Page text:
The importance of cell-matrix adhesion to barrier control in the colon is unclear. The goals of the present study were to: (i) determine if disruption of colon epithelial cell interactions with the extracellular matrix alters permeability control measurement and (ii) determine if increasing the elaboration of protein components of cell-matrix adhesion complexes can mitigate the effects of cell-matrix disruption. Human colon organoids were interrogated for transepithelial electrical resistance (TEER) under control conditions and in the presence of Aquamin®, a multi-mineral product. A function-blocking antibody directed at the C-terminal region of the laminin α chain was used in parallel. The effects of Aquamin® on cell-matrix adhesion protein expression were determined in a proteomic screen and by Western blotting. Aquamin® increased the expression of multiple basement membrane, hemidesmosomal and focal adhesion proteins as well as keratin 8 and 18. TEER values were higher in the presence of Aquamin® than they were under control conditions. The blocking antibody reduced TEER values under both conditions but was most effective in the absence of Aquamin®, where expression of cell-matrix adhesion proteins was lower to begin with. These findings provide evidence that cell-matrix interactions contribute to barrier control in the colon.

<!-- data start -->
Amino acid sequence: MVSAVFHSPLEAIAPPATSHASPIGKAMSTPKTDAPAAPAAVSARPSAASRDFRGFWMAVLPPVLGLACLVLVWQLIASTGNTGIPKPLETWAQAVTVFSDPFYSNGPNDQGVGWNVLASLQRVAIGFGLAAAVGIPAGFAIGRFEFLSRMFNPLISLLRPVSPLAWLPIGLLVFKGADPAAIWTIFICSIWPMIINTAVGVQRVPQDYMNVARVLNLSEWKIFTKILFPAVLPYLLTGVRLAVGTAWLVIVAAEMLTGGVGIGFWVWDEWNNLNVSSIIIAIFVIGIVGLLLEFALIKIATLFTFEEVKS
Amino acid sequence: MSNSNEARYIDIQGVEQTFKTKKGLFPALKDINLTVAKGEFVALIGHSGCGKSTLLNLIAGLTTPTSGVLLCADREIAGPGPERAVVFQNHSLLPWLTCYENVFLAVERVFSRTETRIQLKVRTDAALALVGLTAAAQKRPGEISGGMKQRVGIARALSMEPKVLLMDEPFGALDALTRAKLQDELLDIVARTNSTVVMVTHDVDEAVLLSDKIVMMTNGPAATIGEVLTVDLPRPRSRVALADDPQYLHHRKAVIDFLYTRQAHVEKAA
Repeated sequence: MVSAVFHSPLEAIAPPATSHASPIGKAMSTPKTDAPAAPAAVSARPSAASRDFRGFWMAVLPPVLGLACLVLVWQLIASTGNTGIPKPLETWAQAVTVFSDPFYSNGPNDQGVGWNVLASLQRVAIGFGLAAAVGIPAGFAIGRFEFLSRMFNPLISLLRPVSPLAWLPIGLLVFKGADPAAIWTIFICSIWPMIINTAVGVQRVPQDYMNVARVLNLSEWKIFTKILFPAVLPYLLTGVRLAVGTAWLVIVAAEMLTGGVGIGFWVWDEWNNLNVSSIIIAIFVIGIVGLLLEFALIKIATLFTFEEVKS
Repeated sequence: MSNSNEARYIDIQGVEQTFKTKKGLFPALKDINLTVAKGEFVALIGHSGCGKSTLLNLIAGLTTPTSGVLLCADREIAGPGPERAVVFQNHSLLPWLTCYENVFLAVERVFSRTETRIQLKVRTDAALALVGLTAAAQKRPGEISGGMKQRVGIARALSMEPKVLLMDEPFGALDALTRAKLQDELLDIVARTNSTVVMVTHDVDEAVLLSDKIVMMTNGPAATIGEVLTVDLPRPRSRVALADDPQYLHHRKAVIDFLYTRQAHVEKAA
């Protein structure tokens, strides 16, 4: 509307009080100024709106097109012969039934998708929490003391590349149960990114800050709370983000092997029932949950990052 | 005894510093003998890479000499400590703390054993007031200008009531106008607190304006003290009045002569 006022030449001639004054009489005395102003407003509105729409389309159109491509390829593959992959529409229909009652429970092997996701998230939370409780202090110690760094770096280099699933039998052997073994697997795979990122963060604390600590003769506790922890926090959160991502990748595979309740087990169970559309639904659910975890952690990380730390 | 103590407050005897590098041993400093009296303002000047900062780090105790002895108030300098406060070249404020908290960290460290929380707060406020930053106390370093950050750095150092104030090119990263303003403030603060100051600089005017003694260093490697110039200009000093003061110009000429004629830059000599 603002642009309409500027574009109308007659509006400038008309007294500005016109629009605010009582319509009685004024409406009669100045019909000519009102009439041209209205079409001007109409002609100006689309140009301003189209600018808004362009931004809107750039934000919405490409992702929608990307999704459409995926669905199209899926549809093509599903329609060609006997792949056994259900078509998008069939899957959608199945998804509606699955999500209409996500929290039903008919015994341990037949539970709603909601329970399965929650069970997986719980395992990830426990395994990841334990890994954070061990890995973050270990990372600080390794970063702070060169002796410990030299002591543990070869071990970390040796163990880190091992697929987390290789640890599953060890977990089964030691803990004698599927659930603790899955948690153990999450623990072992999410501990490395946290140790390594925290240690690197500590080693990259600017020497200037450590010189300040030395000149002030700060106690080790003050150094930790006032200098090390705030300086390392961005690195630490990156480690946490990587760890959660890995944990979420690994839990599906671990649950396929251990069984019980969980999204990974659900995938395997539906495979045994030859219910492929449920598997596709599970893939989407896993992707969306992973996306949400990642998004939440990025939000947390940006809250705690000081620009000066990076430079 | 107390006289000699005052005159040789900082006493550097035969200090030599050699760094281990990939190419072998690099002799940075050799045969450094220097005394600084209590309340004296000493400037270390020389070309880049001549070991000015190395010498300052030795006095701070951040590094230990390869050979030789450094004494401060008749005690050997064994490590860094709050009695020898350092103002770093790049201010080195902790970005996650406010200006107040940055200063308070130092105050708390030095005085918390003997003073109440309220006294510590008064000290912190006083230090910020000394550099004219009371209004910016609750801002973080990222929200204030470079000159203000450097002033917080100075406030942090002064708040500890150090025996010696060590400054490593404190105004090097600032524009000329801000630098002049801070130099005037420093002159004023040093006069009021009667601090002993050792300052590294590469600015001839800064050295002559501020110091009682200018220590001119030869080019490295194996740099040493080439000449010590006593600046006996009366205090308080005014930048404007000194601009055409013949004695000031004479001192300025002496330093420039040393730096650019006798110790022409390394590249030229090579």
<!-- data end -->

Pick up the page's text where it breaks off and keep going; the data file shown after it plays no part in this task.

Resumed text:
Keywords: Aquamin®; basement membrane; cell-cell junction; cell-matrix adhesion; colonoid; gut barrier; laminin; proteomics.
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